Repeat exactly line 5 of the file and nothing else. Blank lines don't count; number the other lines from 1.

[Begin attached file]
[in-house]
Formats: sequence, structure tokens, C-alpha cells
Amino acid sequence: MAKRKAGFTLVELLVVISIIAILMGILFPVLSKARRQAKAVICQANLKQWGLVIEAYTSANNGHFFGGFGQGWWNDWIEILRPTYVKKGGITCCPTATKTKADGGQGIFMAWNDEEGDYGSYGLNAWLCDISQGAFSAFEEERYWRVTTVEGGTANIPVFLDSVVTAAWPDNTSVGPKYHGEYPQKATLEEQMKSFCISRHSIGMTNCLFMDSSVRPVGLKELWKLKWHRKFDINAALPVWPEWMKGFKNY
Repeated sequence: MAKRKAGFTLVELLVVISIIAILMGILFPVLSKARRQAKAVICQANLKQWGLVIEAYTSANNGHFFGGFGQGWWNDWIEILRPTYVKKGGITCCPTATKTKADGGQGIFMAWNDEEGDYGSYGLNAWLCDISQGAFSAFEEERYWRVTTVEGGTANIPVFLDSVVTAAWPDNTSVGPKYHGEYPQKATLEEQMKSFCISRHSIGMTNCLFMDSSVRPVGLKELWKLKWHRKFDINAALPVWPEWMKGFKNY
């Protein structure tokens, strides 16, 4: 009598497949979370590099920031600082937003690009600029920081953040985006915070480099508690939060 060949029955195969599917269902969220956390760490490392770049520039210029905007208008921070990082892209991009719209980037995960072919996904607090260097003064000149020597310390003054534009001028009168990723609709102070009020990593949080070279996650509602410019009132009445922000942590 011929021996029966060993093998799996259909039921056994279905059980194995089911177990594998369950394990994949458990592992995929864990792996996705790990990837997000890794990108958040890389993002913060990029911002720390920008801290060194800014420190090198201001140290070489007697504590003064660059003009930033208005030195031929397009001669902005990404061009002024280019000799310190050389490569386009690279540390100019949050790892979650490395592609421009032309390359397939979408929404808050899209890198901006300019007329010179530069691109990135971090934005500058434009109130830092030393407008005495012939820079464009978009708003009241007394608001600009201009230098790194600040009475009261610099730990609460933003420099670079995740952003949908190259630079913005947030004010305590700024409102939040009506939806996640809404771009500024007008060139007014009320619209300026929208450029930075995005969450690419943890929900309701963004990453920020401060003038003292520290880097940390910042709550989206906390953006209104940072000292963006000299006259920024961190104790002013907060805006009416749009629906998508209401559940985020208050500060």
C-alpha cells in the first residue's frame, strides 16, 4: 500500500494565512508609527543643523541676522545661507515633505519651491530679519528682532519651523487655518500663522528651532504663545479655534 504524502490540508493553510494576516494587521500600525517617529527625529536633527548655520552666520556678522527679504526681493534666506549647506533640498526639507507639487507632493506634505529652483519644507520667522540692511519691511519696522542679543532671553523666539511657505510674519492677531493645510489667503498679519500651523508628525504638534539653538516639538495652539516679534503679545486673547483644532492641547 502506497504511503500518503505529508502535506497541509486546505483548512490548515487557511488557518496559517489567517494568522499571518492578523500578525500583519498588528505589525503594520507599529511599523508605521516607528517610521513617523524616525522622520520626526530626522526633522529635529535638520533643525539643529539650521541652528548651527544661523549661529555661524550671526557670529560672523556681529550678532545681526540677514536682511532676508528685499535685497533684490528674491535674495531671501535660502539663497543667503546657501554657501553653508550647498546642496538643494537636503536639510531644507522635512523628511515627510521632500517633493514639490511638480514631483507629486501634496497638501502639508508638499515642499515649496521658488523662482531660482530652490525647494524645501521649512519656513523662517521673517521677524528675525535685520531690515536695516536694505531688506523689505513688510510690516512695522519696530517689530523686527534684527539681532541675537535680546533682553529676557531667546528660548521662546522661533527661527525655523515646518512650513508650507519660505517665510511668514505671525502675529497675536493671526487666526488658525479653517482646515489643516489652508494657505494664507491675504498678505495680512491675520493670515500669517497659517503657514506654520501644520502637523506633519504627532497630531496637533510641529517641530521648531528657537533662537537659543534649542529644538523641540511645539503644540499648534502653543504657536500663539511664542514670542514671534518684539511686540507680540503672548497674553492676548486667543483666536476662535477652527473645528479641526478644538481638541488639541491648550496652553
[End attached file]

């Protein structure tokens, strides 16, 4: 009598497949979370590099920031600082937003690009600029920081953040985006915070480099508690939060 060949029955195969599917269902969220956390760490490392770049520039210029905007208008921070990082892209991009719209980037995960072919996904607090260097003064000149020597310390003054534009001028009168990723609709102070009020990593949080070279996650509602410019009132009445922000942590 011929021996029966060993093998799996259909039921056994279905059980194995089911177990594998369950394990994949458990592992995929864990792996996705790990990837997000890794990108958040890389993002913060990029911002720390920008801290060194800014420190090198201001140290070489007697504590003064660059003009930033208005030195031929397009001669902005990404061009002024280019000799310190050389490569386009690279540390100019949050790892979650490395592609421009032309390359397939979408929404808050899209890198901006300019007329010179530069691109990135971090934005500058434009109130830092030393407008005495012939820079464009978009708003009241007394608001600009201009230098790194600040009475009261610099730990609460933003420099670079995740952003949908190259630079913005947030004010305590700024409102939040009506939806996640809404771009500024007008060139007014009320619209300026929208450029930075995005969450690419943890929900309701963004990453920020401060003038003292520290880097940390910042709550989206906390953006209104940072000292963006000299006259920024961190104790002013907060805006009416749009629906998508209401559940985020208050500060």